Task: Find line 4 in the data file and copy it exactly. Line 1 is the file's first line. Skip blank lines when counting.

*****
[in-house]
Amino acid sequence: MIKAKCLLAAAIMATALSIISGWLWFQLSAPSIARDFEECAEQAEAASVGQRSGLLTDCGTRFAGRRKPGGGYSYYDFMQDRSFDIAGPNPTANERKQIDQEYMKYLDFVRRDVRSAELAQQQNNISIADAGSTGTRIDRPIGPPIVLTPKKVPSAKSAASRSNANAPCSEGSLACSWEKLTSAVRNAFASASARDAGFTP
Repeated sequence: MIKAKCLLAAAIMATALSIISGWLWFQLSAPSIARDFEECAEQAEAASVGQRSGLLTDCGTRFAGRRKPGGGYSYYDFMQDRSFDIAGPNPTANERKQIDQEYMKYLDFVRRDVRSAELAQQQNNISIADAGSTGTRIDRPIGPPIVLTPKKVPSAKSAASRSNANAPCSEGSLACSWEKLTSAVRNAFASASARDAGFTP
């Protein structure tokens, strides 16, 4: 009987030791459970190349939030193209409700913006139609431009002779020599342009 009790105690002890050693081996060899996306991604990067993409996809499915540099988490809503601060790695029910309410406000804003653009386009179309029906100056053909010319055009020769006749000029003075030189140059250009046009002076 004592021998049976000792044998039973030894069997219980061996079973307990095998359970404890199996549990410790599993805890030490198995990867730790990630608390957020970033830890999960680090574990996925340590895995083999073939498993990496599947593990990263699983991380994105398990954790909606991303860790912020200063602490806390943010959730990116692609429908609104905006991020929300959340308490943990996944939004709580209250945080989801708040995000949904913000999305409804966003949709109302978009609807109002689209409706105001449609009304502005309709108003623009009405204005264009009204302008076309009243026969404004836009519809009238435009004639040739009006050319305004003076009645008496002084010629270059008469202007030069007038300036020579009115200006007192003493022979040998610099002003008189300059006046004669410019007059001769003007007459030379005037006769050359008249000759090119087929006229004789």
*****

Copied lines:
């Protein structure tokens, strides 16, 4: 009987030791459970190349939030193209409700913006139609431009002779020599342009 009790105690002890050693081996060899996306991604990067993409996809499915540099988490809503601060790695029910309410406000804003653009386009179309029906100056053909010319055009020769006749000029003075030189140059250009046009002076 004592021998049976000792044998039973030894069997219980061996079973307990095998359970404890199996549990410790599993805890030490198995990867730790990630608390957020970033830890999960680090574990996925340590895995083999073939498993990496599947593990990263699983991380994105398990954790909606991303860790912020200063602490806390943010959730990116692609429908609104905006991020929300959340308490943990996944939004709580209250945080989801708040995000949904913000999305409804966003949709109302978009609807109002689209409706105001449609009304502005309709108003623009009405204005264009009204302008076309009243026969404004836009519809009238435009004639040739009006050319305004003076009645008496002084010629270059008469202007030069007038300036020579009115200006007192003493022979040998610099002003008189300059006046004669410019007059001769003007007459030379005037006769050359008249000759090119087929006229004789």